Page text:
Ez történt


Musical quiz

2002. 11. 16.


A piquant little concert. The former music director of the National Philharmonic Orchestra (and now its Conductor Emeritus) conducted, while the present one played the piano. Translated into names: Kobayashi and Kocsis. Since it wasn't possible to try the reverse combination, we were faced with a pleasant Face the music style quiz show, and the audience could also smell blood, with the consequence that there was as many people crammed into the Music Academy as there were with Menuhin or Richter in days gone by. Or perhaps even more. For my own part, I don't recall a situation where it was not possible to stand at the back or the side, and we were pressed between the rows of seats as if on a bus. For one evening, the lovely old cultural days of times past had returned.




I don't know whether the past haunted Ken-Ichiro Kobayashi. Whether it occurred to him that he did not leave this orchestra in the same state he received it now – this is something we won't worry about. Perhaps it is not really important. For Kobayashi this is the best situation: he is conducting a good orchestra, he never heard such responses from the violins, such precise ensemble playing, so many colours, when he himself was responsible for the sonority. Now he makes wheels with his conductorial baton like a magic wand: his movements are very spectacular, flexible and expressive, it is good to watch him, and meanwhile, we hear music.




Similarly I do not know what was going on in Zoltán Kocsis's mind, when he raced away in the third movement in such a way that there is no person who could precisely follow him with an orchestra. Whether he intended this as a present to his predecessor, or really whether he was guided by just musical considerations (but let us not suppose Kocsis changed his spots, three weeks ago in a Beethoven concert, he chose a frightening tempo for the last movement, although then he was conducting.) The best thing is that Rachmaninov and the Second Piano Concerto can take it, the extreme tempo is acceptable – if before it in the slow movement, we receive a strange, masculine objectivity, from which every stupid sentimentality, every oh it's so beauuutiful! peels away. I don't really understand why it is that one pianist can look down at the stars from the sky, flounce and lyricise, and yet nothing happens, while another (the present one) just plays the requisite notes, and the spirit pours forth from him.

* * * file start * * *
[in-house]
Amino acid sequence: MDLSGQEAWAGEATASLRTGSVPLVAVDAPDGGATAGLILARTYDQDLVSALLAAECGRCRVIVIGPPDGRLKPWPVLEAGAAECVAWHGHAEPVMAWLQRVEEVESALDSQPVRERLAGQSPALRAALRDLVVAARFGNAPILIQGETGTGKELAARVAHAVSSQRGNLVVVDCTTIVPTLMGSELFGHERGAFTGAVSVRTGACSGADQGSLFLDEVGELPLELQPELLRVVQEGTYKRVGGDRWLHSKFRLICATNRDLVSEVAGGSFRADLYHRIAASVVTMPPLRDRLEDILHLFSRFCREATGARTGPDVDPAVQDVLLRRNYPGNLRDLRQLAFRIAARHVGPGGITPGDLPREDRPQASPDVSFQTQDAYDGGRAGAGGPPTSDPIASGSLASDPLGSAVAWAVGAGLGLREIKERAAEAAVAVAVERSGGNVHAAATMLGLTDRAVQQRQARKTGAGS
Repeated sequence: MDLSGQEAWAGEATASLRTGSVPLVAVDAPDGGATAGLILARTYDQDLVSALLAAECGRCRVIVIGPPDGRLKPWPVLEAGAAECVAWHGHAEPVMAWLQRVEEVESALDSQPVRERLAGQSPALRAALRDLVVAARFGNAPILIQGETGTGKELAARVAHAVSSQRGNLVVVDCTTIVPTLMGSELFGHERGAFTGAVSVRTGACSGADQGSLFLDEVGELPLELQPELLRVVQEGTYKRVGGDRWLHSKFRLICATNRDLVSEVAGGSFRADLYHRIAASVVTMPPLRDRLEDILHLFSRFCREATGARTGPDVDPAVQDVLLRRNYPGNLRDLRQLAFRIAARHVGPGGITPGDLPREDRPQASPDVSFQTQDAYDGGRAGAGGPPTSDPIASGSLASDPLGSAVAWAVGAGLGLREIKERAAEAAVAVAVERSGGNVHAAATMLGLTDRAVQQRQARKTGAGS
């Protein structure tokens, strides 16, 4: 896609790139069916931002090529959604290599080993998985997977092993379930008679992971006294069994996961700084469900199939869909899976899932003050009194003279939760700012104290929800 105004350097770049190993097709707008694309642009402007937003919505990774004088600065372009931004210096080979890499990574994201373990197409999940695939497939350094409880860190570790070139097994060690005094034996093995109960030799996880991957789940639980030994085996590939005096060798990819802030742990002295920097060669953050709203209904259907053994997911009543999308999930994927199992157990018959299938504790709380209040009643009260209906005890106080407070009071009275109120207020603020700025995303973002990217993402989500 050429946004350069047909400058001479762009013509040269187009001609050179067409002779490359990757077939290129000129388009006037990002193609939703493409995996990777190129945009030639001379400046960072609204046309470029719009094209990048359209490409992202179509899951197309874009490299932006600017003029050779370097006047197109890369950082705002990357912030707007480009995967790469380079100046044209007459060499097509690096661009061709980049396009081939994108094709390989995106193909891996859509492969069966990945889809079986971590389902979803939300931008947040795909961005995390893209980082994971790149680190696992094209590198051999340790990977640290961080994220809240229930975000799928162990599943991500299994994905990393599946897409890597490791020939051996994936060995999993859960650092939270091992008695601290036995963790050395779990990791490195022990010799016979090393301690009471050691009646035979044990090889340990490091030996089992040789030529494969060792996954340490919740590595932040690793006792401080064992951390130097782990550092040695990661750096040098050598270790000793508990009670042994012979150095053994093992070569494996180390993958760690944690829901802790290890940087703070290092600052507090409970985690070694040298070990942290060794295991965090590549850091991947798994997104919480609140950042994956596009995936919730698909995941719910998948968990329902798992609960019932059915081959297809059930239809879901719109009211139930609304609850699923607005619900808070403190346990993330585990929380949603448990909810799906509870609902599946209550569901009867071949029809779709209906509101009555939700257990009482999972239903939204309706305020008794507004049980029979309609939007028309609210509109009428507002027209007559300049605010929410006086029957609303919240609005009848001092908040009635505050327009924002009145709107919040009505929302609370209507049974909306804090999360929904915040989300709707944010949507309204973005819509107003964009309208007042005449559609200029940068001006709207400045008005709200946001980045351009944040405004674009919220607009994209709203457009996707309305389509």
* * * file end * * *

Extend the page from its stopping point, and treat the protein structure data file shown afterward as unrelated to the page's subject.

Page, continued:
For me, hearing Kocsis in this work once more, meant personal reassurance, since half a year ago, at a different concert with a different soloist, you couldn't hear the piano solo and you started to wonder whether Rachmaninov had spoiled the orchestration, whether the thick textured orchestra unnecessarily excluded the piano, whether it is not some ideal recording that lives on in the ear. Well no. Fair play. You could hear everything, the slightly washed runs of the first movement, a few clinkers, the self-possession and the suicidal final movement, after which Kocsis, like a Branisko hero, stood smiling at the truly incessant applause. Kobayashi also applauded, with enthusiasm. They embraced each other, truly, what happened yesterday is not important, only now.




Please accept my condolences all those who were not there.




Miklós Fáy
(Népszabadság)